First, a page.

Everyman's Library, Hardcover, 9780375415036, 1416pp.
Publication Date: October 15, 2002
A generous and varied selection the only hardcover edition available of the literary and political writings of one of the greatest essayists of the twentieth century.
Although best known as the author of "Animal Farm" and "Nineteen Eighty-four," George Orwell left an even more lastingly significant achievement in his voluminous essays, which dealt with all the great social, political, and literary questions of the day and exemplified an incisive prose style that is still universally admired. Included among the more than 240 essays in this volume are Orwell's famous discussion of pacifism, My Country Right or Left; his scathingly complicated views on the dirty work of imperialism in Shooting an Elephant; and his very firm opinion on how to make A Nice Cup of Tea.
In his essays, Orwell elevated political writing to the level of art, and his motivating ideas his desire for social justice, his belief in universal freedom and equality, and his concern for truth in language are as enduringly relevant now, a hundred years after his birth, as ever.
(Book Jacket Status: Jacketed)
“Orwell is the most influential political writer of the twentieth century…He gives us a gritty, personal example of how to engage as a writer in politics.” –New York Review of Books
“[Orwell] evolved, in his seemingly offhand way, the clearest and most compelling English prose style this century…But of course he was more than just a great writer. We need him today because [of] his passion for the truth.” –The Sunday Times (London)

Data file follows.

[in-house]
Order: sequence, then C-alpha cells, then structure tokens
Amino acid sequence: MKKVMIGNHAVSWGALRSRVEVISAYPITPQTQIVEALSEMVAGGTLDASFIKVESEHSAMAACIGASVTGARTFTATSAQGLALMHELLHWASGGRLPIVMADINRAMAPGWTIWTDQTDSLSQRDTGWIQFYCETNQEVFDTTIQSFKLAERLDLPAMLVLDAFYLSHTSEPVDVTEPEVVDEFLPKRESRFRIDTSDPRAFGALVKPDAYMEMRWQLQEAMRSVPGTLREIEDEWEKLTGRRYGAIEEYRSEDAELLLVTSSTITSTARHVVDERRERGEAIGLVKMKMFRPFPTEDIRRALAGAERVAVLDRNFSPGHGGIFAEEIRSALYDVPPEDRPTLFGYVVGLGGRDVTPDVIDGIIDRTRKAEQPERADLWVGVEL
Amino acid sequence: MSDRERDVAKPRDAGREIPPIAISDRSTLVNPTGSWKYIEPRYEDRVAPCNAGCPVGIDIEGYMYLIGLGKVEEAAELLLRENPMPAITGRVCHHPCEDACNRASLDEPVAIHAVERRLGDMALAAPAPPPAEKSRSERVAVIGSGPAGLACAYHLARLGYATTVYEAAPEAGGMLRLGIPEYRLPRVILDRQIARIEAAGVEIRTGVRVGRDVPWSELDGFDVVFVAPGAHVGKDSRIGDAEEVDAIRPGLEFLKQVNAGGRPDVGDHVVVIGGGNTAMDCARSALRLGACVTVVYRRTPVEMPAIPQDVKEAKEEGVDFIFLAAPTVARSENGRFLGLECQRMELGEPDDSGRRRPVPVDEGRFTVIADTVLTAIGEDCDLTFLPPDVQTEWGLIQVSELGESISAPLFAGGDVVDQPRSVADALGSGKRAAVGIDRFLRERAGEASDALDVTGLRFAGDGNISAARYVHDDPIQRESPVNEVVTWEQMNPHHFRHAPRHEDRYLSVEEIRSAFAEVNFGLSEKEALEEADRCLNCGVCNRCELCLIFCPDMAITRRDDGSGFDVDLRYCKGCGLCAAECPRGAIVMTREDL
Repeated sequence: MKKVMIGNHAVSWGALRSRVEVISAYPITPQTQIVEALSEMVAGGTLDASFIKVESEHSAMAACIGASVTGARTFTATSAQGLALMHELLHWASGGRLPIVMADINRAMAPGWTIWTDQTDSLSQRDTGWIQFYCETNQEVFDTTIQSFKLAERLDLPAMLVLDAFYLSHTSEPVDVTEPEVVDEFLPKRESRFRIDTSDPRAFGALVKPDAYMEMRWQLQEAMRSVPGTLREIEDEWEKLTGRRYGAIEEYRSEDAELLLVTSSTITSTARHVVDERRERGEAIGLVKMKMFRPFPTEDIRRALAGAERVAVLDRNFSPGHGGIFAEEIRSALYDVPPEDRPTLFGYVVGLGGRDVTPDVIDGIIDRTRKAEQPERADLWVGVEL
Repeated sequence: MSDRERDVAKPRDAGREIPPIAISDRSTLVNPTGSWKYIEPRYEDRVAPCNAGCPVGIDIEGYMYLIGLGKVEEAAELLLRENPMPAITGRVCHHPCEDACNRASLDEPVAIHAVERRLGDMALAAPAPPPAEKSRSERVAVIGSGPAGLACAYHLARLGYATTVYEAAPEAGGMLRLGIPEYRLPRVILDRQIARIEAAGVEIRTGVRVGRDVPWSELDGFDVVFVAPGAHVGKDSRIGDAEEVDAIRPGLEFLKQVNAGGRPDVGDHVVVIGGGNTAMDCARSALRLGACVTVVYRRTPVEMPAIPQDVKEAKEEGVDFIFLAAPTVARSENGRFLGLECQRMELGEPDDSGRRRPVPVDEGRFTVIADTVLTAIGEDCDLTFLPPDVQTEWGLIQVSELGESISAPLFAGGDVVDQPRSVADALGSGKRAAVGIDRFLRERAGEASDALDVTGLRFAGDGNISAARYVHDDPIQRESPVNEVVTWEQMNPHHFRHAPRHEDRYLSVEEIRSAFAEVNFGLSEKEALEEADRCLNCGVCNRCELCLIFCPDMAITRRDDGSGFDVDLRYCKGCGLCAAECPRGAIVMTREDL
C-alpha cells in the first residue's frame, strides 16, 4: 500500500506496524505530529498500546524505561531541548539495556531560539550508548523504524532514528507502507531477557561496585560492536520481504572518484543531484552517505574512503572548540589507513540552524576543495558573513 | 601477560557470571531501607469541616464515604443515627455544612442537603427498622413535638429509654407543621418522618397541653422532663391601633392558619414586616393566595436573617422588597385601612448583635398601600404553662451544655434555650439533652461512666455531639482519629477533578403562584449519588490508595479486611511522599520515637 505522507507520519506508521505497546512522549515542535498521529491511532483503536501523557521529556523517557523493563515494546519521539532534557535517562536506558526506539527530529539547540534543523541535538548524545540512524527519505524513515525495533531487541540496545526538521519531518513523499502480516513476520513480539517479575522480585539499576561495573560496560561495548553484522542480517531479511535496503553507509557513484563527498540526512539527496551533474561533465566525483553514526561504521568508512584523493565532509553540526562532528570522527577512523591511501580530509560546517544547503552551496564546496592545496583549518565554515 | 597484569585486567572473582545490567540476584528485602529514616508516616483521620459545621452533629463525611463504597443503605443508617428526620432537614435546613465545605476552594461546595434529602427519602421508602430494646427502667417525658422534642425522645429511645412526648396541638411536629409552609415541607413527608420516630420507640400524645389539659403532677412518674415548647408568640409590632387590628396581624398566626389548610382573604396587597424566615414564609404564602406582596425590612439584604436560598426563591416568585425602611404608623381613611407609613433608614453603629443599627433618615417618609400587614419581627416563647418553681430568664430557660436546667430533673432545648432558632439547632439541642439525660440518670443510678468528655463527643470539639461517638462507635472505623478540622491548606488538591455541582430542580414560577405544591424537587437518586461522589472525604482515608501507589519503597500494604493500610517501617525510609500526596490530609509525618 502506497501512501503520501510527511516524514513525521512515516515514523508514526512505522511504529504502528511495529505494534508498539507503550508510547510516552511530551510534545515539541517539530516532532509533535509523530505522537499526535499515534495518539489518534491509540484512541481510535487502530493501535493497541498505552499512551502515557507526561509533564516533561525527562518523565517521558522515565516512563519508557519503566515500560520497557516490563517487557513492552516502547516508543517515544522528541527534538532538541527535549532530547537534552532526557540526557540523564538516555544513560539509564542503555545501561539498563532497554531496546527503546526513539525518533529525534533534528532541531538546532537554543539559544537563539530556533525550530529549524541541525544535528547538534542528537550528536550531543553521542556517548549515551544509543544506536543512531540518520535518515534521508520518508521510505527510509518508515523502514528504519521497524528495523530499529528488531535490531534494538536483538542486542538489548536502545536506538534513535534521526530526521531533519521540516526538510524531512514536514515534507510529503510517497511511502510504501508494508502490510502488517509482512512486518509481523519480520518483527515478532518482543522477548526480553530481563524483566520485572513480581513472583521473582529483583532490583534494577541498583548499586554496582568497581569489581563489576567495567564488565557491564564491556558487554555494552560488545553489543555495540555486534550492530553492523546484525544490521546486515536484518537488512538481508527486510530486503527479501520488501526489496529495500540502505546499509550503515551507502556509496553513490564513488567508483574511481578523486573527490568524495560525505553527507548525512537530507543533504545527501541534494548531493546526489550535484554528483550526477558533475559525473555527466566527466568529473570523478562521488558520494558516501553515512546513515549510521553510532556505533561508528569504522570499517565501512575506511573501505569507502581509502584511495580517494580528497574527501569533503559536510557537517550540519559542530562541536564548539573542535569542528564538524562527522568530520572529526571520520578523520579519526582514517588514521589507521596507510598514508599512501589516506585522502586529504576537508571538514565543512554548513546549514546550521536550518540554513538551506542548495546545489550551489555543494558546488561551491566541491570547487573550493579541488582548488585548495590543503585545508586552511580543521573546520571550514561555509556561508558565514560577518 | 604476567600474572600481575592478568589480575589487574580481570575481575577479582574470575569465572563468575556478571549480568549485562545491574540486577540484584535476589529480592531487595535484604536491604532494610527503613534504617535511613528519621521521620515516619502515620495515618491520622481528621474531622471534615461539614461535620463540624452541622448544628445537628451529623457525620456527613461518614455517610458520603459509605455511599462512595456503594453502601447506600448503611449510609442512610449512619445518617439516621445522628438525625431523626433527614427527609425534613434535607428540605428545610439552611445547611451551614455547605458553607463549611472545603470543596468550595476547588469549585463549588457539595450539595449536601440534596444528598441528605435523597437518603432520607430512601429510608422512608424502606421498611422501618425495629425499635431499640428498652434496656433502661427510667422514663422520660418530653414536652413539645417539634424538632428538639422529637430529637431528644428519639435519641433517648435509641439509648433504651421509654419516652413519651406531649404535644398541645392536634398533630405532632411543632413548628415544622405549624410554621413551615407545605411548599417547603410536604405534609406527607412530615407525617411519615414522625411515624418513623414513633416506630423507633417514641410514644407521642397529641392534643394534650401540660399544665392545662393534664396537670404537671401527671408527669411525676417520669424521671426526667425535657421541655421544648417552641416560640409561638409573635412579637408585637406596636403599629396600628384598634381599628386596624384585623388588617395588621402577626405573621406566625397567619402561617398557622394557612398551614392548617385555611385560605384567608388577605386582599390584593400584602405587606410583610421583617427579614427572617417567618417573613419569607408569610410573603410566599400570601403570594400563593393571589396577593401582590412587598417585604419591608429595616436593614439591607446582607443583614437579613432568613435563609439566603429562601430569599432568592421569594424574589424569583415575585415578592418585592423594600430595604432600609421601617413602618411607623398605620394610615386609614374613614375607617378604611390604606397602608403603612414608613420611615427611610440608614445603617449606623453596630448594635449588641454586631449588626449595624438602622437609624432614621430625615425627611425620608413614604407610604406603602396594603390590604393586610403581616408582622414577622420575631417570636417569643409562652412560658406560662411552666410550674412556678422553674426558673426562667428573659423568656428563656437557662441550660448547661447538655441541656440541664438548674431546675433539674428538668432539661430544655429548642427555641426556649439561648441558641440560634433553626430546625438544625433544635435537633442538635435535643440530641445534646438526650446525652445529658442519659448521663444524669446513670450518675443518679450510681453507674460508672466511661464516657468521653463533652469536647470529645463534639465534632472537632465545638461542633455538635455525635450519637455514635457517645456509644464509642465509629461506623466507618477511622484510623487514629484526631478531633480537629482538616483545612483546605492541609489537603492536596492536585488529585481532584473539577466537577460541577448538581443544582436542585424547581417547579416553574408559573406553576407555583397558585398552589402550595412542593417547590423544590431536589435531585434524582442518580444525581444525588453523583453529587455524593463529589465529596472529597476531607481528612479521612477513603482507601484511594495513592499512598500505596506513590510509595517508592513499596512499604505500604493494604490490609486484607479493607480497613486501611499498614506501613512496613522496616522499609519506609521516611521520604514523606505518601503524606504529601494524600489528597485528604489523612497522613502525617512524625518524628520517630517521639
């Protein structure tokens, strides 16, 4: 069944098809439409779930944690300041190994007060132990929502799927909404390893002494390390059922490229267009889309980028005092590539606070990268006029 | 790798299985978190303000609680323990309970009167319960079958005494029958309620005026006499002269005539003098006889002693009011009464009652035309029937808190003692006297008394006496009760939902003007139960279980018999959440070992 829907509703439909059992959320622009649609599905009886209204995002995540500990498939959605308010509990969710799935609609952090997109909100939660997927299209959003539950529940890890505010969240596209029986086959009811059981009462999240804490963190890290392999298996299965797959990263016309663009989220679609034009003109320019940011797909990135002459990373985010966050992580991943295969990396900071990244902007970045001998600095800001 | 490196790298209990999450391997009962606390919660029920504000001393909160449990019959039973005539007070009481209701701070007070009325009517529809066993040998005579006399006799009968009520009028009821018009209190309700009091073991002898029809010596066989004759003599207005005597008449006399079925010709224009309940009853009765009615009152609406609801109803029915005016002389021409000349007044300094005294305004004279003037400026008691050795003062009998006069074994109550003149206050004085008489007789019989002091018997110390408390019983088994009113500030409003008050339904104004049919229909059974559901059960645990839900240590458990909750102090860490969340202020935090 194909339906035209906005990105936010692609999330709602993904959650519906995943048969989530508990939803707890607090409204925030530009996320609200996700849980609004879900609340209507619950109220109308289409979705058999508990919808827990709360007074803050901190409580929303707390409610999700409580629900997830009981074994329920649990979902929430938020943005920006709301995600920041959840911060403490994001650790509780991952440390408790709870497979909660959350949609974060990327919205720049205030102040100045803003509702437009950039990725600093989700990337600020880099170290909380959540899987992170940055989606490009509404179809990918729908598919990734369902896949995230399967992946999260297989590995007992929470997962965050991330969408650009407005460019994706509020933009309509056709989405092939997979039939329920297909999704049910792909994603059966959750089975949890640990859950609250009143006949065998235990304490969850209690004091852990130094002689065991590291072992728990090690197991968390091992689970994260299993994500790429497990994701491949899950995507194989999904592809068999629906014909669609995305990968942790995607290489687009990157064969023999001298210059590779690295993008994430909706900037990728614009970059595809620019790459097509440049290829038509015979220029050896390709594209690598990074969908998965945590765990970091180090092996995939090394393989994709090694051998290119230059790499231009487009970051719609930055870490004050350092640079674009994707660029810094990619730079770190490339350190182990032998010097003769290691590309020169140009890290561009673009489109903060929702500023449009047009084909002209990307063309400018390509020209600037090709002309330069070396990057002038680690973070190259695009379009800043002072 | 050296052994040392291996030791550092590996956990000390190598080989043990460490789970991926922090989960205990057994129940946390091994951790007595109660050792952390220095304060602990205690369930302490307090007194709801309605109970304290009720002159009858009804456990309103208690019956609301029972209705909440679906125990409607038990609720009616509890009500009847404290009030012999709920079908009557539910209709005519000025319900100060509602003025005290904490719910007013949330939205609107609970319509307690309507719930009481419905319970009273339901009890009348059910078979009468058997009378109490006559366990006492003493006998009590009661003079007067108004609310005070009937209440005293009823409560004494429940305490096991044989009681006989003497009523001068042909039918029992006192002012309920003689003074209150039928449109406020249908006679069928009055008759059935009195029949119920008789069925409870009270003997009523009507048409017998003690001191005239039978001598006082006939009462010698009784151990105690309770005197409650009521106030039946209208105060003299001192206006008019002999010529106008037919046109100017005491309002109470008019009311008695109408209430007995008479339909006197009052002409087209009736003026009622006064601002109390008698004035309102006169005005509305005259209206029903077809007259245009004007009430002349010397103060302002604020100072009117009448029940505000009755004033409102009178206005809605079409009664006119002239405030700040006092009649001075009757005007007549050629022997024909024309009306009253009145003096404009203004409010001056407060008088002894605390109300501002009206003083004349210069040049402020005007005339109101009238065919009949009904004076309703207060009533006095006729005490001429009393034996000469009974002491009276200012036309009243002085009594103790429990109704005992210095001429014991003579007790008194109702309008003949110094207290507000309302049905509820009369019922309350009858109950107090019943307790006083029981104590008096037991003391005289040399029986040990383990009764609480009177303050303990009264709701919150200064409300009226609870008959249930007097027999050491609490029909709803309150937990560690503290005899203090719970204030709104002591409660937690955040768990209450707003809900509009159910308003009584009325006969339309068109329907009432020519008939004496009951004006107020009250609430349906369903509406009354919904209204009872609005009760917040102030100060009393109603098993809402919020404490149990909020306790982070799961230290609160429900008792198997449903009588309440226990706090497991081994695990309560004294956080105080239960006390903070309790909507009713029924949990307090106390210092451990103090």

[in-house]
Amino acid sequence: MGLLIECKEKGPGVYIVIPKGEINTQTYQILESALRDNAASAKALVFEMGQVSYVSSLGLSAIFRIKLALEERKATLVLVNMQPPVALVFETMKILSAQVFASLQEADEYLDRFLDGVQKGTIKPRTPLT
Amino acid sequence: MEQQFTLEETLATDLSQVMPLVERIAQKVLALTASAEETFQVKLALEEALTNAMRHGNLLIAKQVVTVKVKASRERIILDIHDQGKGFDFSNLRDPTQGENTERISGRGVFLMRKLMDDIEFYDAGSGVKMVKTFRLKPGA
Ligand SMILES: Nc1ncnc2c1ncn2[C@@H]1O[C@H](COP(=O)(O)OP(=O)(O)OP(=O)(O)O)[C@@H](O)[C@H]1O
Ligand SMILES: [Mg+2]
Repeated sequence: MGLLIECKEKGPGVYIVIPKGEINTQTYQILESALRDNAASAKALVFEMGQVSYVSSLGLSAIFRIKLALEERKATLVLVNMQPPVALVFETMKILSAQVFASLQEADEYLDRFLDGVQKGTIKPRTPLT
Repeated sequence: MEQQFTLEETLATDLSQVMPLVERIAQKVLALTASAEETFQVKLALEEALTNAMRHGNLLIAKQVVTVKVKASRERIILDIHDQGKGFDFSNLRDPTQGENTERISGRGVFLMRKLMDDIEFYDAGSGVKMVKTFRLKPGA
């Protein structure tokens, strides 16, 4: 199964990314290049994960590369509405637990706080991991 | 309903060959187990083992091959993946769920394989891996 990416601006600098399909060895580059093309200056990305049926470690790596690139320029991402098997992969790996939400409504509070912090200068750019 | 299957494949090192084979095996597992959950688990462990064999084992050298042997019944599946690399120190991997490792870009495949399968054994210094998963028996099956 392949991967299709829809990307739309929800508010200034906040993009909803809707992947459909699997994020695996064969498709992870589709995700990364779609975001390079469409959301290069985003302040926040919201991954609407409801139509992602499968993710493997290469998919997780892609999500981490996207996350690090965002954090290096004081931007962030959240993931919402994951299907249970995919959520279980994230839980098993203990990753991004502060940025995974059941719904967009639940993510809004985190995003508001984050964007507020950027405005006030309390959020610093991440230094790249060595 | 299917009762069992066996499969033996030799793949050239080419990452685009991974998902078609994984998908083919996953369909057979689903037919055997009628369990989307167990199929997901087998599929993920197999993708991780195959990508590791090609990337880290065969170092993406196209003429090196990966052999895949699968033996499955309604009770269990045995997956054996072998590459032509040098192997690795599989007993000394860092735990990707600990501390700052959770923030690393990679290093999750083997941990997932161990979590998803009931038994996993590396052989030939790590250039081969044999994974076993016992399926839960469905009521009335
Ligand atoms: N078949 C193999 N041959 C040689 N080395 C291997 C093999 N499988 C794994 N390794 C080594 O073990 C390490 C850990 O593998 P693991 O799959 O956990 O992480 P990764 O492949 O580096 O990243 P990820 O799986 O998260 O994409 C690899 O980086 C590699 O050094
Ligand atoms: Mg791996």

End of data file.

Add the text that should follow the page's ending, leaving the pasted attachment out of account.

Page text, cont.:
“Had Orwell lived to a full term, he might well have gone on to become the greatest modern literary critic in the language. But he lived more than long enough to make writing about politics a branch of the humanities, setting a standard of civilized response to the intractably complex texture of life.” –The New Yorker
“The real reason we read Orwell is because his own fault-line, his fundamental schism, his hybridity, left him exceptionally sensitive to the fissure–which is everywhere apparent–between what ought to be the case and what actually is the case. He says the unsayable.” –Financial Times
“Orwell was the conscience of his generation.” –V. S. Pritchett